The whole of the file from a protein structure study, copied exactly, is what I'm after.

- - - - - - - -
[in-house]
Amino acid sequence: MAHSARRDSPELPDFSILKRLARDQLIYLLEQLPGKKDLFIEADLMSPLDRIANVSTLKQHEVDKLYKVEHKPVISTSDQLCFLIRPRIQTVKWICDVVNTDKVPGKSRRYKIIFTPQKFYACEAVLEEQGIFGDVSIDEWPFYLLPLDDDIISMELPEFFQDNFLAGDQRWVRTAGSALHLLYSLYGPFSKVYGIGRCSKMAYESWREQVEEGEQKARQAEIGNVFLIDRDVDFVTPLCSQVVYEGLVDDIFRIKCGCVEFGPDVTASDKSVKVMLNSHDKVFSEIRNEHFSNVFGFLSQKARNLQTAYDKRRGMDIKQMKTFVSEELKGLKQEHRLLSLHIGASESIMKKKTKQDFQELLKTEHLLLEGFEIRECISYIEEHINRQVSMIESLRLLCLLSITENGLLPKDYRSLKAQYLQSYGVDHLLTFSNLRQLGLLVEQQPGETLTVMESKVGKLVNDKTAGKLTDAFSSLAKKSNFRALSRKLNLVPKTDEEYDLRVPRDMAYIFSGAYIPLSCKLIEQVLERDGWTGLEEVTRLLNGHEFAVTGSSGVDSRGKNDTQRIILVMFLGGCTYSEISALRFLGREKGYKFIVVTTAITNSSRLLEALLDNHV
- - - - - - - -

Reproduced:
[in-house]
Amino acid sequence: MAHSARRDSPELPDFSILKRLARDQLIYLLEQLPGKKDLFIEADLMSPLDRIANVSTLKQHEVDKLYKVEHKPVISTSDQLCFLIRPRIQTVKWICDVVNTDKVPGKSRRYKIIFTPQKFYACEAVLEEQGIFGDVSIDEWPFYLLPLDDDIISMELPEFFQDNFLAGDQRWVRTAGSALHLLYSLYGPFSKVYGIGRCSKMAYESWREQVEEGEQKARQAEIGNVFLIDRDVDFVTPLCSQVVYEGLVDDIFRIKCGCVEFGPDVTASDKSVKVMLNSHDKVFSEIRNEHFSNVFGFLSQKARNLQTAYDKRRGMDIKQMKTFVSEELKGLKQEHRLLSLHIGASESIMKKKTKQDFQELLKTEHLLLEGFEIRECISYIEEHINRQVSMIESLRLLCLLSITENGLLPKDYRSLKAQYLQSYGVDHLLTFSNLRQLGLLVEQQPGETLTVMESKVGKLVNDKTAGKLTDAFSSLAKKSNFRALSRKLNLVPKTDEEYDLRVPRDMAYIFSGAYIPLSCKLIEQVLERDGWTGLEEVTRLLNGHEFAVTGSSGVDSRGKNDTQRIILVMFLGGCTYSEISALRFLGREKGYKFIVVTTAITNSSRLLEALLDNHV